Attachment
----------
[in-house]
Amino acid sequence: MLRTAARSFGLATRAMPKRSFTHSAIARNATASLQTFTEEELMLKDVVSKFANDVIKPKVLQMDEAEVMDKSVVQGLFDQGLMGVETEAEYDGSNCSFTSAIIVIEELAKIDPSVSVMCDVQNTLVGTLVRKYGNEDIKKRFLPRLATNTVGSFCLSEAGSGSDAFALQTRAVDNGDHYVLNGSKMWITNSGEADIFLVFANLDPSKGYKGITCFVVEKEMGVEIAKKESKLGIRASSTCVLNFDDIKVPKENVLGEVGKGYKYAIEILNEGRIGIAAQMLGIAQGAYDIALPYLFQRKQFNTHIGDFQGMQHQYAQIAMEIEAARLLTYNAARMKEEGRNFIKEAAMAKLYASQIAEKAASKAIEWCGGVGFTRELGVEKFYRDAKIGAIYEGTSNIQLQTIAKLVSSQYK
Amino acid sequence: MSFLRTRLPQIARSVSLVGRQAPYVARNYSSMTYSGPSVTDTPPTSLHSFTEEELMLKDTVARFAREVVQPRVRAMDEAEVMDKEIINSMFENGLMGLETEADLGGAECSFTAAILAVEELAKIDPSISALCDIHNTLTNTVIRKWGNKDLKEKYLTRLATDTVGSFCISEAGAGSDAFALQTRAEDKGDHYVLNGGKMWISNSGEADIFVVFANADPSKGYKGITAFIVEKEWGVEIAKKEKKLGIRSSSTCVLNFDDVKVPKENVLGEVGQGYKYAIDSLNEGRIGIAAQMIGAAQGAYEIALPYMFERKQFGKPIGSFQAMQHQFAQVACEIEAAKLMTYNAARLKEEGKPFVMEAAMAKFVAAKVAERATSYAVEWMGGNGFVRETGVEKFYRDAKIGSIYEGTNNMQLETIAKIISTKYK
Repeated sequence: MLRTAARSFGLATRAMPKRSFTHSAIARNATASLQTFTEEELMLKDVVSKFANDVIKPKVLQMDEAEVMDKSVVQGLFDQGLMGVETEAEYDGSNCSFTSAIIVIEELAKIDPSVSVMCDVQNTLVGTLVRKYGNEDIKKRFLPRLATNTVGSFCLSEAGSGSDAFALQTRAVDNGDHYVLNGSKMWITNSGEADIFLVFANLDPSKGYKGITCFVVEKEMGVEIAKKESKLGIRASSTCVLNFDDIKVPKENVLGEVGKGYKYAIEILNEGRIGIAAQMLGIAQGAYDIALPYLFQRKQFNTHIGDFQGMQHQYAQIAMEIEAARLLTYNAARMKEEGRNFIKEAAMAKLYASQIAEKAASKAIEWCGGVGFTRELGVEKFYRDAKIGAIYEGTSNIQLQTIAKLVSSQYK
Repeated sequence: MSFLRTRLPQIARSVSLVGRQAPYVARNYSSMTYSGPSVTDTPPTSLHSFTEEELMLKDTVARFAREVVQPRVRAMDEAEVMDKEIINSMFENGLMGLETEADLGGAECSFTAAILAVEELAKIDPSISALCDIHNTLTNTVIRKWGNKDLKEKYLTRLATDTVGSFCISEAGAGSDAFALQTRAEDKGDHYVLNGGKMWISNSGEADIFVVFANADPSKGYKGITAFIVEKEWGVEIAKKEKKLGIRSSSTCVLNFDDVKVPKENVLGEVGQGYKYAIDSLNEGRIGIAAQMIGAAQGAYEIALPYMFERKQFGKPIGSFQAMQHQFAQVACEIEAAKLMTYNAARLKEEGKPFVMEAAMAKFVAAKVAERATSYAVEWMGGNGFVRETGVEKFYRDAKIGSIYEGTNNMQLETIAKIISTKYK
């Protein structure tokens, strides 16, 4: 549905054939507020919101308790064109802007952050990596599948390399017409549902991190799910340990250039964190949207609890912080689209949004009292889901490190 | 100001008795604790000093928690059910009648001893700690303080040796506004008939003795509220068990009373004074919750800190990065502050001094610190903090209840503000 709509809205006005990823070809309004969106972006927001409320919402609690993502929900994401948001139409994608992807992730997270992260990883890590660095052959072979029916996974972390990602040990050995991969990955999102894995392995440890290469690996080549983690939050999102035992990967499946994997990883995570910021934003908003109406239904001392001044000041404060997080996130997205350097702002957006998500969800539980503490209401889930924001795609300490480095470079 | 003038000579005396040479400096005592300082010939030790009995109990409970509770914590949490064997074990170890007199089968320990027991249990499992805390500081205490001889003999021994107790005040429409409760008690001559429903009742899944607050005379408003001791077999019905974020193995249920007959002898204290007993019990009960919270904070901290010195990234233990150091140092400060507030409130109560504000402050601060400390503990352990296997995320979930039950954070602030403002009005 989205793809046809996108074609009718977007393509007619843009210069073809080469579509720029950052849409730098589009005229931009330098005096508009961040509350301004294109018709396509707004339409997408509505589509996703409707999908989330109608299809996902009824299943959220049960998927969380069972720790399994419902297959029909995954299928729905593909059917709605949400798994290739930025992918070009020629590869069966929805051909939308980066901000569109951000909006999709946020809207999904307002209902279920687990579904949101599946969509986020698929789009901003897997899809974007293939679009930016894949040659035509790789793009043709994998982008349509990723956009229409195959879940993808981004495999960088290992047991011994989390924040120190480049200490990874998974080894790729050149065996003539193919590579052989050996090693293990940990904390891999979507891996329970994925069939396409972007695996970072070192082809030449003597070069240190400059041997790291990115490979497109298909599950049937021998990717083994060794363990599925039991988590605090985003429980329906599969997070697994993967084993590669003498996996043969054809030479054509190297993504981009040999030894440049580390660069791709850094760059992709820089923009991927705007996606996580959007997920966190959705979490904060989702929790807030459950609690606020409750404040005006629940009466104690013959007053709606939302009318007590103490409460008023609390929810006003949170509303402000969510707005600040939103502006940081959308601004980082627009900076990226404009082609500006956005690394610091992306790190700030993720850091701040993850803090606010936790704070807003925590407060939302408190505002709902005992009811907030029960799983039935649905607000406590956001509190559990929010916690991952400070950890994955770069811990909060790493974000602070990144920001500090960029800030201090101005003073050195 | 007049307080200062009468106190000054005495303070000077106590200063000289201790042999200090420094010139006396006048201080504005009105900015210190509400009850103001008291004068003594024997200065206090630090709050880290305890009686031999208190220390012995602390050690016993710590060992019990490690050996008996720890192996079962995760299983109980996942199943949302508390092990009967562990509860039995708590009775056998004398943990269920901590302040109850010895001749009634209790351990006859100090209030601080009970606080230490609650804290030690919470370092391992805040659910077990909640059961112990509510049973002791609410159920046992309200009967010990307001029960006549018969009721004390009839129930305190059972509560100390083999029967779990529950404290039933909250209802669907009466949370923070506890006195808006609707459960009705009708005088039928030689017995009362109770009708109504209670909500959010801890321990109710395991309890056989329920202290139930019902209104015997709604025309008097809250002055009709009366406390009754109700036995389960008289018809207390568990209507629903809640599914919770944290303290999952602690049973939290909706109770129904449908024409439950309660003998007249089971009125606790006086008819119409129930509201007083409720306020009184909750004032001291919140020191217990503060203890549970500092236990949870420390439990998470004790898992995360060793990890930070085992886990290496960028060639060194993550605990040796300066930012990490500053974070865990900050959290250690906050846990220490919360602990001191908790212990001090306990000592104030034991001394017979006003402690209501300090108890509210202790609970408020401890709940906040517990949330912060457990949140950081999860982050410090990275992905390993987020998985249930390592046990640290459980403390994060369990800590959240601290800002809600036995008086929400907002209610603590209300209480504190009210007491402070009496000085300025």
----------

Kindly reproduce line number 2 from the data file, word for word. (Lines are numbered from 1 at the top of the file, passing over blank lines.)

Amino acid sequence: MLRTAARSFGLATRAMPKRSFTHSAIARNATASLQTFTEEELMLKDVVSKFANDVIKPKVLQMDEAEVMDKSVVQGLFDQGLMGVETEAEYDGSNCSFTSAIIVIEELAKIDPSVSVMCDVQNTLVGTLVRKYGNEDIKKRFLPRLATNTVGSFCLSEAGSGSDAFALQTRAVDNGDHYVLNGSKMWITNSGEADIFLVFANLDPSKGYKGITCFVVEKEMGVEIAKKESKLGIRASSTCVLNFDDIKVPKENVLGEVGKGYKYAIEILNEGRIGIAAQMLGIAQGAYDIALPYLFQRKQFNTHIGDFQGMQHQYAQIAMEIEAARLLTYNAARMKEEGRNFIKEAAMAKLYASQIAEKAASKAIEWCGGVGFTRELGVEKFYRDAKIGAIYEGTSNIQLQTIAKLVSSQYK